Tim Farley, principal of an elementary/middle school in upstate New York and founding member of New York State Allies for Public Education, writes here that the new Obama testing policy might increase the time spent testing students.

Andrew Cuomo, governor of Néw York, was quick to applaud the Ibama plan and to note with pride that New York had already enacted a 2% cap on testing time.

Farley writes:

“In New York, as Cuomo has reminded us, we already have a 2% cap on time spent on standardized testing. What does that actually mean? In New York we have 180 school days and an average school day runs about 6.5 hours. If one does the math that’s 180 x 6.5 x 2% = 23.4 hours of testing. So, by law, we cannot exceed 23.4 hours of standardized testing in grades 3–8.

“This begs the question — How much time do kids in grades 3–8 spend on the state tests in English Language Arts and math? If you are a general education student, you will spend roughly nine hours in a testing room for both the ELA and math tests. If you are a student with a learning disability (SWD), and you have a testing accommodation of “double time,” you get to sit in a testing location for eighteen hours. As insane as that seems, it is still 5.4 hours short of the time allowed by law. A 2% cap isn’t a step forward, it’s a giant leap backward.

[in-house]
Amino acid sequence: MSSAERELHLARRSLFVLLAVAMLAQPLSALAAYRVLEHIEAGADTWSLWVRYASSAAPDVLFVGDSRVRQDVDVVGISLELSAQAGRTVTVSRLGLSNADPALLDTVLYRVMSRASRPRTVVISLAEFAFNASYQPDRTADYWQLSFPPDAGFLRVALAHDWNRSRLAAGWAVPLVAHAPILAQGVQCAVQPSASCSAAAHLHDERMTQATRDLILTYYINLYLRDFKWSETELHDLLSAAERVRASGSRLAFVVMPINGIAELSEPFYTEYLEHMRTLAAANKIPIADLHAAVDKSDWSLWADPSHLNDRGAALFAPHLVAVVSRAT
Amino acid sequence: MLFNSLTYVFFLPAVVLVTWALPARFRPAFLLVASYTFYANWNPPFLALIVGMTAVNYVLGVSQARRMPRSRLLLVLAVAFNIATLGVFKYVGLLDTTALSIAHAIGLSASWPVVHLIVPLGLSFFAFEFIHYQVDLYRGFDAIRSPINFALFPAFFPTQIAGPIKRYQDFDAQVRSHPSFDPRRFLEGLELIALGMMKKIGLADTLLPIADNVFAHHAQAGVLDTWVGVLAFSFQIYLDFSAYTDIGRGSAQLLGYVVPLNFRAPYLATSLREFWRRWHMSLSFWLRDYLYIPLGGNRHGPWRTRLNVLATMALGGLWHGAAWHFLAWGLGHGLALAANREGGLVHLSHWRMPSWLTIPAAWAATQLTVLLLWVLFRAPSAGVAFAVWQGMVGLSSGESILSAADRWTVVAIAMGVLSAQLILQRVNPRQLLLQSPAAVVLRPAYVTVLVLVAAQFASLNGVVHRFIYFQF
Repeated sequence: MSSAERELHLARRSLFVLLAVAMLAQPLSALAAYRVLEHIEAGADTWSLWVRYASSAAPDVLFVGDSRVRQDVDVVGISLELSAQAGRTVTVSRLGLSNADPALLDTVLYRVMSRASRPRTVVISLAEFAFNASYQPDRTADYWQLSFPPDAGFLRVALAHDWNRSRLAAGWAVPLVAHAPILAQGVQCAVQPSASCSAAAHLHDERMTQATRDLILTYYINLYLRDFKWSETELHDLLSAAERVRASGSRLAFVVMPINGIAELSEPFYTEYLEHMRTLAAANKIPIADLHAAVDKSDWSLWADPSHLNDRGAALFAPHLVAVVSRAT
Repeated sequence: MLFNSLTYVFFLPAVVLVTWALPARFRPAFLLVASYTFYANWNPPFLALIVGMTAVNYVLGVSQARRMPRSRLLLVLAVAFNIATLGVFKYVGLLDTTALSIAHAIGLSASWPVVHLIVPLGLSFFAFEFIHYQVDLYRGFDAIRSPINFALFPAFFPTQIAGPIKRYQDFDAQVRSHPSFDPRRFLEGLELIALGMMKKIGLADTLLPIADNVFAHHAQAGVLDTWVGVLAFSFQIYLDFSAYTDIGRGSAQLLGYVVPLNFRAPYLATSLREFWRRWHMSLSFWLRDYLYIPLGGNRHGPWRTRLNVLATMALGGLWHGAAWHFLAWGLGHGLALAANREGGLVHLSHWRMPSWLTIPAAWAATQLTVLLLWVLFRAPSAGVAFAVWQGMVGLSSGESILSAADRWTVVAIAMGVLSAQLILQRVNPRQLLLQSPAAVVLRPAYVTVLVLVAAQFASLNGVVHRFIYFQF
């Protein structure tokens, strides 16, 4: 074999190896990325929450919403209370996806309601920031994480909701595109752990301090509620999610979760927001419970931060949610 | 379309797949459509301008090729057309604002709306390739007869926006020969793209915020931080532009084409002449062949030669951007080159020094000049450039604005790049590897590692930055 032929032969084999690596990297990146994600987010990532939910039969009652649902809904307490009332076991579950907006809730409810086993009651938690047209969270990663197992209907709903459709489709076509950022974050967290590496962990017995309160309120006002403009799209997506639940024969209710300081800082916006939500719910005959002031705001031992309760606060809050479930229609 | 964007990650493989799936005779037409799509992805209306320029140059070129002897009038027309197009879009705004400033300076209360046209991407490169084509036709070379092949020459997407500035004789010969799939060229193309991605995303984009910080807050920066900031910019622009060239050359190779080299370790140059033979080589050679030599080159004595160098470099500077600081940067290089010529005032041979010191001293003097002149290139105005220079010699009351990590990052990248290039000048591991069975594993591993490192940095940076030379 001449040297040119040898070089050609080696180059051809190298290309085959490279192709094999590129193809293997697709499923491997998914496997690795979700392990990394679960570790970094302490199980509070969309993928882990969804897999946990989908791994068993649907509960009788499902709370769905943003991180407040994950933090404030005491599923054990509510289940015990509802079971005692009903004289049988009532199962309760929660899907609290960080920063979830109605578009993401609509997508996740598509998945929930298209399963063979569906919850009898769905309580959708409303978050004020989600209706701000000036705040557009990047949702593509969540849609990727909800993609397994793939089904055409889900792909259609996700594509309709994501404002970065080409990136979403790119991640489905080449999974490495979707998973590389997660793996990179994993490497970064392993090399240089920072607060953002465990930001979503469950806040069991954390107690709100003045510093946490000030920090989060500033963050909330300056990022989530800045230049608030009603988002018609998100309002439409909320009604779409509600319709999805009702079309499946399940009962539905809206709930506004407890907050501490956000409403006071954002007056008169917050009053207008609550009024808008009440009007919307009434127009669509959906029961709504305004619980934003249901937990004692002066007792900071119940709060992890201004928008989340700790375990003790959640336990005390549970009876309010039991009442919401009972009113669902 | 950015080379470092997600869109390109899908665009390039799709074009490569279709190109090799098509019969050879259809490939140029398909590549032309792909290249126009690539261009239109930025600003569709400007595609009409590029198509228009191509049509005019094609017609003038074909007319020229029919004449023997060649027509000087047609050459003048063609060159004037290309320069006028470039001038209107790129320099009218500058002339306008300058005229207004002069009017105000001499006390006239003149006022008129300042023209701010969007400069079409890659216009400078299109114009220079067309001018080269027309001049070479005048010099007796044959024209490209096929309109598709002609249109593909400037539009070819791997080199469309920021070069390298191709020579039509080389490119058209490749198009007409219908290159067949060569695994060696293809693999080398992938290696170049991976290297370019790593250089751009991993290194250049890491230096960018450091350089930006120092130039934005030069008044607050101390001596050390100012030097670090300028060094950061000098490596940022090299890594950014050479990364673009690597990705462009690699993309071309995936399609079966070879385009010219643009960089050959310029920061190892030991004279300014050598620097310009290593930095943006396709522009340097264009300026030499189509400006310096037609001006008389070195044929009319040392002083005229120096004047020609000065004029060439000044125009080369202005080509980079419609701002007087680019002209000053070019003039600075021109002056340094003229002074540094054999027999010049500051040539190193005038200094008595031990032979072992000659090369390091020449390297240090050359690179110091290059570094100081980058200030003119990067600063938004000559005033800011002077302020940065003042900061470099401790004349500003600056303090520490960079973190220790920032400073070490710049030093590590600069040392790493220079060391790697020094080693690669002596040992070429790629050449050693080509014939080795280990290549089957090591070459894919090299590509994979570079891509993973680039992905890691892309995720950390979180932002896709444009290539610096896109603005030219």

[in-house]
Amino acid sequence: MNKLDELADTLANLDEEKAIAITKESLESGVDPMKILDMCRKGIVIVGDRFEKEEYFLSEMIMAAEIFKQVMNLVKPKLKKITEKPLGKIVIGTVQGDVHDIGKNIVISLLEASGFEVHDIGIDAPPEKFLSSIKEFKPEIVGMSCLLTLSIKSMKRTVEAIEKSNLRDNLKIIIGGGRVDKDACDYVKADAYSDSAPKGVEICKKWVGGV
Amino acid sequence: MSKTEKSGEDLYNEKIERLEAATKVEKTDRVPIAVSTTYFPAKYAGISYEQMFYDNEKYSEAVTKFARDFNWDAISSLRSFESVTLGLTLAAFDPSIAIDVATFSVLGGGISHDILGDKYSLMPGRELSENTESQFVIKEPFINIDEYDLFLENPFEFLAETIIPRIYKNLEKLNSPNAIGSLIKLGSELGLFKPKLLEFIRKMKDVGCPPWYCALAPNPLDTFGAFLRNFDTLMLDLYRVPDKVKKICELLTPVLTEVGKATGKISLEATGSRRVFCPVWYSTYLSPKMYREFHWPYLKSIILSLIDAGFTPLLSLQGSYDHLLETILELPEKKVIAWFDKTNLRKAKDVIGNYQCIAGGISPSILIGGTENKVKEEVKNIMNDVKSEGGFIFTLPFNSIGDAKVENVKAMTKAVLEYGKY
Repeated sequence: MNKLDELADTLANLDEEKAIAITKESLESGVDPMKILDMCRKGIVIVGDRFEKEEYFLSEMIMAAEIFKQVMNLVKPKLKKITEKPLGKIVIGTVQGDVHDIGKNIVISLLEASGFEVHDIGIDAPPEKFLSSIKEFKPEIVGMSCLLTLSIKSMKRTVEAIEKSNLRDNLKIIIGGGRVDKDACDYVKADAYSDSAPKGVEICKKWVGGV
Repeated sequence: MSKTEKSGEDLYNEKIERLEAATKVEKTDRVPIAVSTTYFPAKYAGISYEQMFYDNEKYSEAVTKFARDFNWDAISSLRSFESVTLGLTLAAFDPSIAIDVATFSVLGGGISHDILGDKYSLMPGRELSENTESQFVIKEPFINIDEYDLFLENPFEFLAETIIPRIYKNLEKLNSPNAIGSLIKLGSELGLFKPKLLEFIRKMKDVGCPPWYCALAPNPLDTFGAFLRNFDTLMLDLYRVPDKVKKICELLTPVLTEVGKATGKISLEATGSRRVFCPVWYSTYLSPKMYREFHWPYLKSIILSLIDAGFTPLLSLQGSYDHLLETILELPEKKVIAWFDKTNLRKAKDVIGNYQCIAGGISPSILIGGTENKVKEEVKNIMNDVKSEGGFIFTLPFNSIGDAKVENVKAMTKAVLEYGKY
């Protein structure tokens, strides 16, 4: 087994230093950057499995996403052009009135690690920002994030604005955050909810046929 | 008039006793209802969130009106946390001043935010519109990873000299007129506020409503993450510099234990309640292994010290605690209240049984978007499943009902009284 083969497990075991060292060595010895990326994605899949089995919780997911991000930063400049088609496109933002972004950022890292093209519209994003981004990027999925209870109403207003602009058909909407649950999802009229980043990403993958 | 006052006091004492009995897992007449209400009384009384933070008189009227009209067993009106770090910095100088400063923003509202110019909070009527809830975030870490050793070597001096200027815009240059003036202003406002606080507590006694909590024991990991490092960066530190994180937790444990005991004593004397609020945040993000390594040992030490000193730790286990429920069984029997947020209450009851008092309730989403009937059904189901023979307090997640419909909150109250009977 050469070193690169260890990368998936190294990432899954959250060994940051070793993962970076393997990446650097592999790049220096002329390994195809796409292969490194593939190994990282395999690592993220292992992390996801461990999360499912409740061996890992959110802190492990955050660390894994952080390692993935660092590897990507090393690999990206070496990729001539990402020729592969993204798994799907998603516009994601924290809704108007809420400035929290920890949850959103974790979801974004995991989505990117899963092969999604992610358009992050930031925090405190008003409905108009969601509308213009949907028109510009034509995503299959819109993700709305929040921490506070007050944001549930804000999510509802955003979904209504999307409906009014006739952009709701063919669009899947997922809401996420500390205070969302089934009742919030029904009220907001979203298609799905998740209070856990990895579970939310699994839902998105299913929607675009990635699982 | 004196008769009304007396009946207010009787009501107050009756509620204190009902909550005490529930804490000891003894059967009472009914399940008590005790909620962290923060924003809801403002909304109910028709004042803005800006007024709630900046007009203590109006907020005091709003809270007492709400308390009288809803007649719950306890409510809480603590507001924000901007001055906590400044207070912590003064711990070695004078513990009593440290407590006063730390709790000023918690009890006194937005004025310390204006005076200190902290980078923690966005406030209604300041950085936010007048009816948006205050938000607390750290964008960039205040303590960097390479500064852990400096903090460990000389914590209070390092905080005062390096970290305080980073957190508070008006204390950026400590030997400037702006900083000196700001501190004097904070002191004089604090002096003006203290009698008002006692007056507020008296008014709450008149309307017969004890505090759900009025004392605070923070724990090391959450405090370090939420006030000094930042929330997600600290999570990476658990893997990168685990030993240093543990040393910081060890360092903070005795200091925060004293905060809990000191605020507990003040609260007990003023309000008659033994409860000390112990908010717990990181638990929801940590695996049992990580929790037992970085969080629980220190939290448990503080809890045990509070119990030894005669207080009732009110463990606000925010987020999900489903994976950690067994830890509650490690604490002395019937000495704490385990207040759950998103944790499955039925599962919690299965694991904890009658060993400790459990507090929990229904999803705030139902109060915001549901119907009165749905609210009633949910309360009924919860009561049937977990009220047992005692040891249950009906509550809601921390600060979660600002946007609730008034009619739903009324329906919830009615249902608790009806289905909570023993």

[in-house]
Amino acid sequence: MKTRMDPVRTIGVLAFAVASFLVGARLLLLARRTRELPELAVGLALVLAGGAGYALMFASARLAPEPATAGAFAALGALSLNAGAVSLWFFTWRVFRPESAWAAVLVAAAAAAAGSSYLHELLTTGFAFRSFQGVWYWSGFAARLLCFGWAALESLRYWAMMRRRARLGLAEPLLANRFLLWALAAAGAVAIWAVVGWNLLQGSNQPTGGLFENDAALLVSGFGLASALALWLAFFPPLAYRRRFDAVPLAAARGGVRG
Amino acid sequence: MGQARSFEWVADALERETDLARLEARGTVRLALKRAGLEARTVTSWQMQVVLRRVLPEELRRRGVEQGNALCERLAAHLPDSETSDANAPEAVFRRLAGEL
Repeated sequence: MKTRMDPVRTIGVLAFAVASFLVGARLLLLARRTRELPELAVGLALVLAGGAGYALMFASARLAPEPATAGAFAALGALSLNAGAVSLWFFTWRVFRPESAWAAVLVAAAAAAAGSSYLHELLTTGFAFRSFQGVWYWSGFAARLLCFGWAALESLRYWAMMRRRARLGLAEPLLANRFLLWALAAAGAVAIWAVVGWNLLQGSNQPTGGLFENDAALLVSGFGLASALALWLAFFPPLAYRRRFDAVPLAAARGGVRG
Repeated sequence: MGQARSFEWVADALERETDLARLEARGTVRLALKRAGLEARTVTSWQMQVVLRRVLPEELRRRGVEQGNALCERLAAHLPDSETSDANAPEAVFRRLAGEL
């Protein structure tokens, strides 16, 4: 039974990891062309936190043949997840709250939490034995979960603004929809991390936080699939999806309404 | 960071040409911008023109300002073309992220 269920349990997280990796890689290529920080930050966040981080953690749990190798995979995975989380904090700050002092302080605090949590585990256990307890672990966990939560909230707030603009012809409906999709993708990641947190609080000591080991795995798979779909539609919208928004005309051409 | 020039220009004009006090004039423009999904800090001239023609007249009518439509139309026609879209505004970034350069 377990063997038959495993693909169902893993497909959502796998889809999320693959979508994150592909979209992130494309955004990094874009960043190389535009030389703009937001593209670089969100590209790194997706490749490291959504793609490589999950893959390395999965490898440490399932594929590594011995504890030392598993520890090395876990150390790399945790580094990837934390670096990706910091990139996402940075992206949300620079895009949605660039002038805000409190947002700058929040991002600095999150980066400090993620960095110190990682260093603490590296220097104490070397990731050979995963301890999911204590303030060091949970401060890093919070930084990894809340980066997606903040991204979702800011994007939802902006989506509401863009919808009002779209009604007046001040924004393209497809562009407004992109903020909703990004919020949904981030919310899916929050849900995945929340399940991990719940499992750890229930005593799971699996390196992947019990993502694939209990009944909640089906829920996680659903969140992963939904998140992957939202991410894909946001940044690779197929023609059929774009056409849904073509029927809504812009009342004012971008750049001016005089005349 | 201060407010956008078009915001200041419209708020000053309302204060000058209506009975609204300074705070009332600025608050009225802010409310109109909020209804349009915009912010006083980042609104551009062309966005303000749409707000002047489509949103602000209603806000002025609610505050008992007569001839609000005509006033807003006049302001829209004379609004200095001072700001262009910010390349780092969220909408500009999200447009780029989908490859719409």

“How much testing is too much? I don’t know the magic number that will give the state education departments and the U.S. Department of Education the data they supposedly need in order to determine the effectiveness of the schools, but I do know that nine hours of testing is too much for a nine-year-old, eighteen hours is abusive for nine-year-olds with a learning disability, and 23.4 hours of testing for a child at any age is criminal.”